Hot chips crashed servers, but were still delicious
Sparky stories of dim folks succumbing to electrical shockers
On-Call Welcome again to festive On-Call, in which we delve into the mailbag of not-quite-worthy-as-standalone contributions to keep the site busy as the world runs out of tech news before Christmas.
Today: Sparky tales of electrical issues.
Such as one from reader "Zeke", a sysadmin for a fleet of a few hundred PCs.
One of Zeke's flock complained that it was no longer possible to remote into her main machine.
"The main computer had just recently been shared and I was confident it should be working," Zeke told On-Call. "So I went to the user's desk and sure enough her shared computer was not online.
"Together we walked upstairs to the main machine and I quickly surmised that it was not turned on."
The user "got a puzzled look and asked: 'So I have to turn it on before I can use it from my other computer?'"
Zeke kept it together: he didn't roll his eyes or sadly, slowly, shake his head.
"Yes" was all that he could muster.
Chipping away at a problem
"Russell" read the On-Call about the elevator that crashed servers and sent a similar tale of working for a bank that had one branch "where nearly every day the server would crash around 2 or 3pm."
Russell told us that after several visits, replacement motherboard and power supplies, he and his team were stumped.
"Until one day a switched-on service engineer was on site, and realised that the branch was in fact next to a chip shop.
"When the deep fat fryer in said shop was switched on the EM spike knocked out our server!"
Good excuse to eat some chips, no?
Solving problems with sound
"Jonah" from New Zealand had a similar problem: he worked for a telco that ran a network of Wi-Fi hotspots, one of which was located in a cafe and kept rebooting.
So Jonah and colleagues visited the cafe, looked around and could see nothing wrong.
But after a while they noticed that the router's reboots seemed to coincide with some humming.
"We looked around and identified the source of the noise – the compressor on an industrial fridge where the cafe kept their food supplies had kicked into life. Curious, we waited for the fridge to cycle off, and then back on again, and each time it started the router would restart."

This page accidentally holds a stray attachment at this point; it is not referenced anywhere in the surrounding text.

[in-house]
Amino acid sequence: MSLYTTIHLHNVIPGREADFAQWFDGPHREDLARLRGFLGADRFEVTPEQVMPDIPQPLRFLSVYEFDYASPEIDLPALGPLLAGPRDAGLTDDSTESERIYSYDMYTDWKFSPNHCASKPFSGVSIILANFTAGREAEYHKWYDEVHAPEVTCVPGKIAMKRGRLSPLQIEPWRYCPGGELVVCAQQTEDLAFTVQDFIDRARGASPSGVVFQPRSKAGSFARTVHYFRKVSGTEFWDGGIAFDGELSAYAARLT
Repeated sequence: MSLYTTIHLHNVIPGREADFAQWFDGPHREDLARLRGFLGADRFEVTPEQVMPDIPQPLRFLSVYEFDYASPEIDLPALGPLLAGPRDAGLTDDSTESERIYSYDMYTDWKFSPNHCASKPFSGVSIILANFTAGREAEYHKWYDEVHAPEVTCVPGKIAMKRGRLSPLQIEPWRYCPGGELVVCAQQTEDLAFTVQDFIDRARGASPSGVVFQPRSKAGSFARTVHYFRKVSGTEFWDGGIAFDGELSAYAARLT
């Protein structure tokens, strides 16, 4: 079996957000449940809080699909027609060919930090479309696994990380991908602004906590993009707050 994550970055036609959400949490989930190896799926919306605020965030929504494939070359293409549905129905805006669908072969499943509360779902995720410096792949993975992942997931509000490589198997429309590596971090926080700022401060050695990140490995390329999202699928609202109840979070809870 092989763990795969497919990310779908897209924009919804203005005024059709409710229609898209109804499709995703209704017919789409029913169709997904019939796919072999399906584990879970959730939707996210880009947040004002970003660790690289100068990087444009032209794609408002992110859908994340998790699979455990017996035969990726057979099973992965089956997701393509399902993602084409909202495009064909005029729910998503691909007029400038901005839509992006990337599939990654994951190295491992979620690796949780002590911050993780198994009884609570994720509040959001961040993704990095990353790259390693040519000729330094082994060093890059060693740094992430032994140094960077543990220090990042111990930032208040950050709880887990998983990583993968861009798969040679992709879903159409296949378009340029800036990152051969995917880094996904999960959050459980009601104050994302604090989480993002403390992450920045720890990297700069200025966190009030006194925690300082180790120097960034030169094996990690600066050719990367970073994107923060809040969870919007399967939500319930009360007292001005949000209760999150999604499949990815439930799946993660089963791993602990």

Jonah once worked "for an appliance manufacturer so I knew that compressors could cause nasty power spikes. We made a quick trip back to the office to collect a UPS, and installed that on the power supply for the router.
"Both of us held our breath as the compressor kicked into life, and this time the router continued to truck along without rebooting."
It later turned out that the manufacturer had become aware of the problem and shipped a better power supply with later batches of the Wi-Fi access points.
That's forked up
"Genevieve" sent us a similar story about "a DEC PDP-11 being used as some sort of controller in a warehouse operation". The computer sat on a small mezzanine above the warehouse floor, to keep it out of the ruck.
Said computer would also "crash from time to time for no apparent reason".
"Tech after tech spent months running diagnostics and poring over log files," to no avail, Genevieve told us. "Until one day day someone noticed that the crashes occurred when a particular forklift passed underneath the mezzanine.
"It turned out that this forklift had some sort of fault that caused its ignition coil to radiate excessive RF noise. The problem was corrected on the forklift and the crashes stopped."
Mind the Gap
"Ashley" had a story for us too, from the time he worked on AS/400s and a user called the hell desk to complain that his computer wasn't working.
"Normal diagnosis methods included asking about the location of block cursors and X and horizontal lines to determine the communications status of the twinax-attached smart terminals," Ashely told On-Call.
He also "asked the user to confirm that the cables were plugged in, and they immediately said yes".
"I explained that he must not have just checked the cables, because he didn't pause but answered straight away, and could he please check properly." So the user put Ashley on hold, seemed to do something and 20 seconds later "came back to say all was well".
Sigh. There was nothing for it but a visit, so Ashley came downstairs to the user's cubicle.
"From three meters away I could see that the power cable was slightly jutting out from the outlet," he told On-Call. "I said nothing, squatted down and pushed the cable in firmly and heard the terminal start up."
He then "walked away without saying a word to him".
"Two minutes later he called and apologised," Ashley told us, with perhaps the hint of not having had many apologies before or since!
What weird faults or bleeding obvious power outages have you diagnosed? Share them with On-Call and it could be you cheering up far-off peers in 2018. ®
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